It wasn’t beauty radiating in the 2am strobe lights where darkness lives a half life. It wasn’t the youthful potential of generals and maidens lining up with mugshots, front and center, waiting for discovery of greatness. It was the great trawling of hopeless souls into one net where drink, madness, and syringes punctured each other relentlessly. It wasn’t beauty that drove souls to the last bus on 7th and Market where the homeless rub wooden beads obsessively before handing them to strangers for luck.
It wasn’t about beauty, and it wasn’t about hope either. In a soup of crying and gutting skin there was so little hope that the hallways buzzed cold florescent and bore witness to more than one assault. The grimy dark carpet resonated with a thousand Bukowskian nights gone wrong, gone sideways into one kind of prostitution or another. It was witness to the shy building blocks of dreams come riding through impossible dust, across a desert of silence, from as far as the terrible Dakotas to the Barbary coast of ghosts.
No need to call home. It wasn’t about who you left behind, it was about who you saw dying in the cold stone church corners, godless and shoeless near the curb. No one asked who your mother was but everyone wanted to know where you found your stones of faith and where you bought your suicide knife, because we were all waiting for it.
No one asked who hit you. No one asked who molested you. No one asked who attacked you under your skin and tore your arteries to useless ribbons. They all waited to see your blood under the bridge. They all waited to see you bleed again because people like them, people like us, it’s what we do. Wait long enough and it will come like a flood down scarred skin. Under the bridge or in the derelict parking lot against broken windshields and excavated tires, this Jesus of your imagination is the one holding a knife to the fragile throats of tomorrow’s poets and artists.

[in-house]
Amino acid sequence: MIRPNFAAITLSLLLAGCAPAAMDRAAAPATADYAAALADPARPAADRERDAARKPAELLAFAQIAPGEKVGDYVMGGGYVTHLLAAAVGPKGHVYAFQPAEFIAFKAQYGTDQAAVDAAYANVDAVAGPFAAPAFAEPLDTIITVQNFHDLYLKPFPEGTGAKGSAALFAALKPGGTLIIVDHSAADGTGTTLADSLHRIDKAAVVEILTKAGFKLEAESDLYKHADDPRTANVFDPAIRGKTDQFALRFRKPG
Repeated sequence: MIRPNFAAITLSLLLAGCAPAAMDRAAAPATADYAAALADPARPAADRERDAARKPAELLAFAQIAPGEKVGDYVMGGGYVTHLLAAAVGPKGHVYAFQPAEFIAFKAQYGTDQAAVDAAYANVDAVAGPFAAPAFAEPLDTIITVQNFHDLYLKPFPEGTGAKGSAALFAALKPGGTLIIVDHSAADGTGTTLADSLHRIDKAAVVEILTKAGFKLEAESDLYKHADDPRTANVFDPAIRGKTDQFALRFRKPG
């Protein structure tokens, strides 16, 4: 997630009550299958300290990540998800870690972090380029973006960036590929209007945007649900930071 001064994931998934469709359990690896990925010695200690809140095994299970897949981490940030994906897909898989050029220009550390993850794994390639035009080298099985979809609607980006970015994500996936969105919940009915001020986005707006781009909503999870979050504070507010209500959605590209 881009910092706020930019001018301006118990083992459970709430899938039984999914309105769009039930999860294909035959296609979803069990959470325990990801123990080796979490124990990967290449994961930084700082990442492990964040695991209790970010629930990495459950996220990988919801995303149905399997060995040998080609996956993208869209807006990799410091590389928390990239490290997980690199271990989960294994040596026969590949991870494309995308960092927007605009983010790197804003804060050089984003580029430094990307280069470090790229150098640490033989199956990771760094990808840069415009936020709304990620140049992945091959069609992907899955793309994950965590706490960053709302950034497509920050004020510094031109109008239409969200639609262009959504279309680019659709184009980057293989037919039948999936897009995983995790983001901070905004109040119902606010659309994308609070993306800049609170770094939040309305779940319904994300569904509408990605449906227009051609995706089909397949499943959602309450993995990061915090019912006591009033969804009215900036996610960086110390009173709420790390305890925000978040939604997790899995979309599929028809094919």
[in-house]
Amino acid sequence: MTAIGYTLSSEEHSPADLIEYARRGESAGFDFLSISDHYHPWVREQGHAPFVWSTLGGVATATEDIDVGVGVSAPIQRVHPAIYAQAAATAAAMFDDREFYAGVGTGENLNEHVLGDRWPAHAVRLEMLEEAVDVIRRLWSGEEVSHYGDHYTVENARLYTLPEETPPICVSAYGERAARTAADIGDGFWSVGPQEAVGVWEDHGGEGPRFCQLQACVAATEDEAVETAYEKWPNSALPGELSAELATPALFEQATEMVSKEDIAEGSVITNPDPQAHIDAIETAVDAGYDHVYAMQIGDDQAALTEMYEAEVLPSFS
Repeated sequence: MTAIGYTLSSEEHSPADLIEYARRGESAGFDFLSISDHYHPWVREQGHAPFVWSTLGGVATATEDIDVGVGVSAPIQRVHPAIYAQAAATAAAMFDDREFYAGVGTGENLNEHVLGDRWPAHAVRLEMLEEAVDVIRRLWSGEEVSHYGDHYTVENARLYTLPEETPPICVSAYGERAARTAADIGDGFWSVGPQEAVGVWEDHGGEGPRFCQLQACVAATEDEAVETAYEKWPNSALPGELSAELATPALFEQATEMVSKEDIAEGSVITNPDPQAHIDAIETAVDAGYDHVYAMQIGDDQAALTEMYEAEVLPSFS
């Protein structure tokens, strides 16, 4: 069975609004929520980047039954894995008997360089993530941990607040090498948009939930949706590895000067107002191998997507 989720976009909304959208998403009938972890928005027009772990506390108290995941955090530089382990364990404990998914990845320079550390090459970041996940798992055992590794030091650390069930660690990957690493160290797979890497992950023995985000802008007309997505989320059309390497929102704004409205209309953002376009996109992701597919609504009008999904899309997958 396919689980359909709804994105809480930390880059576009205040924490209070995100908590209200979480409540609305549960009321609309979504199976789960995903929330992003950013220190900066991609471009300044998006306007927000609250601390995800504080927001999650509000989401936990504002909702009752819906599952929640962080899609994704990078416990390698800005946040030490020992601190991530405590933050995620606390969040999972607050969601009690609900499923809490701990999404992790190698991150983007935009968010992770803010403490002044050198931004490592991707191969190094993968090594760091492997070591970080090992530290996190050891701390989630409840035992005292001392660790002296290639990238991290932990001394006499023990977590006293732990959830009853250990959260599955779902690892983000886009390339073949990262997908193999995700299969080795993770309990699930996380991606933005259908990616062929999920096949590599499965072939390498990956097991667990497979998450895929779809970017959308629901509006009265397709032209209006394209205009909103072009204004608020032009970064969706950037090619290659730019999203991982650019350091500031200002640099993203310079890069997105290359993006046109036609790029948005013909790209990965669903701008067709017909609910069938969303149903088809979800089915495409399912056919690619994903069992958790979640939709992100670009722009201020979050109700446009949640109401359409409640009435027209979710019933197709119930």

It wasn’t beauty running in rivulets onto asphalt; oiling and coagulating simultaneously. It wasn’t beauty ringing bells for the 2am club of future saints. Beauty doesn’t sit on Polk Street begging money for forty ouncers of Olde English. Beauty doesn’t cling to a Byron-esque dissipation without taking, first, pledges for complete ruin.
It wasn’t conventional beauty, it was something more magnificent and fragile. It was about seeing underneath the skin of people. It was about never letting go of the wooden homeless man’s gift of beads at 2am in San Francisco because he thought you needed them more than him: a man with nothing else on earth to give. There is no memory of his skin, of his origin, of his mother, of his sexual predilections, there was only his ability to see right through skin to the heart and his ability to give away the only thing he had of value to a gutted poet who was old at seventeen and half dead already.
It wasn’t about beauty. It was about something more powerful than beauty.
It was about love.